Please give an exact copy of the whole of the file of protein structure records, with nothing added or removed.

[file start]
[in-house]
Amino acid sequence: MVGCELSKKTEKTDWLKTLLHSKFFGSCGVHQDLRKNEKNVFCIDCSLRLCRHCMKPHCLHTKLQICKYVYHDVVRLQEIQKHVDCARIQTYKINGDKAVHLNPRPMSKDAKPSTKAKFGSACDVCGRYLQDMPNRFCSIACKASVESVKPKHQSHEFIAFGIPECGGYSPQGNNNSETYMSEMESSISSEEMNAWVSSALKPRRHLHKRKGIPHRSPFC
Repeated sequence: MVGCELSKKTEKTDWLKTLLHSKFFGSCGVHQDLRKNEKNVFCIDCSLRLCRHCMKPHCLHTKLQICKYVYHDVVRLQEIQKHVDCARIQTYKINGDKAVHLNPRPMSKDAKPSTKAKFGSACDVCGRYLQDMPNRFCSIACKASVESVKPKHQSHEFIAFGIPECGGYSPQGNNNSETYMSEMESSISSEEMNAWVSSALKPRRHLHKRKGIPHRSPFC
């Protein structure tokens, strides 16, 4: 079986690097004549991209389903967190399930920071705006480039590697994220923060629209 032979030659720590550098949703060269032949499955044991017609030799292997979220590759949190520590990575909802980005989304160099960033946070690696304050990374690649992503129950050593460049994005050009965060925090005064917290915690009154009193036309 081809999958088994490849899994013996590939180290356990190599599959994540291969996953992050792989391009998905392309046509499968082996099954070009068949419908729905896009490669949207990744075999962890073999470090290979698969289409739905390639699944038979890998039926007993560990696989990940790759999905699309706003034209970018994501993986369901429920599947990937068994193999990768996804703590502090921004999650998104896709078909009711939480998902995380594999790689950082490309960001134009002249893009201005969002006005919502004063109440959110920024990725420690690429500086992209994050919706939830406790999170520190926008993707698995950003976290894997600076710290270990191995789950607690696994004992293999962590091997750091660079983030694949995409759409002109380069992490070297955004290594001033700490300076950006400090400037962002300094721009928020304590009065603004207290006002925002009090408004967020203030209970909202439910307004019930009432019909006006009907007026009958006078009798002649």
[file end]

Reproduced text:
[in-house]
Amino acid sequence: MVGCELSKKTEKTDWLKTLLHSKFFGSCGVHQDLRKNEKNVFCIDCSLRLCRHCMKPHCLHTKLQICKYVYHDVVRLQEIQKHVDCARIQTYKINGDKAVHLNPRPMSKDAKPSTKAKFGSACDVCGRYLQDMPNRFCSIACKASVESVKPKHQSHEFIAFGIPECGGYSPQGNNNSETYMSEMESSISSEEMNAWVSSALKPRRHLHKRKGIPHRSPFC
Repeated sequence: MVGCELSKKTEKTDWLKTLLHSKFFGSCGVHQDLRKNEKNVFCIDCSLRLCRHCMKPHCLHTKLQICKYVYHDVVRLQEIQKHVDCARIQTYKINGDKAVHLNPRPMSKDAKPSTKAKFGSACDVCGRYLQDMPNRFCSIACKASVESVKPKHQSHEFIAFGIPECGGYSPQGNNNSETYMSEMESSISSEEMNAWVSSALKPRRHLHKRKGIPHRSPFC
């Protein structure tokens, strides 16, 4: 079986690097004549991209389903967190399930920071705006480039590697994220923060629209 032979030659720590550098949703060269032949499955044991017609030799292997979220590759949190520590990575909802980005989304160099960033946070690696304050990374690649992503129950050593460049994005050009965060925090005064917290915690009154009193036309 081809999958088994490849899994013996590939180290356990190599599959994540291969996953992050792989391009998905392309046509499968082996099954070009068949419908729905896009490669949207990744075999962890073999470090290979698969289409739905390639699944038979890998039926007993560990696989990940790759999905699309706003034209970018994501993986369901429920599947990937068994193999990768996804703590502090921004999650998104896709078909009711939480998902995380594999790689950082490309960001134009002249893009201005969002006005919502004063109440959110920024990725420690690429500086992209994050919706939830406790999170520190926008993707698995950003976290894997600076710290270990191995789950607690696994004992293999962590091997750091660079983030694949995409759409002109380069992490070297955004290594001033700490300076950006400090400037962002300094721009928020304590009065603004207290006002925002009090408004967020203030209970909202439910307004019930009432019909006006009907007026009958006078009798002649």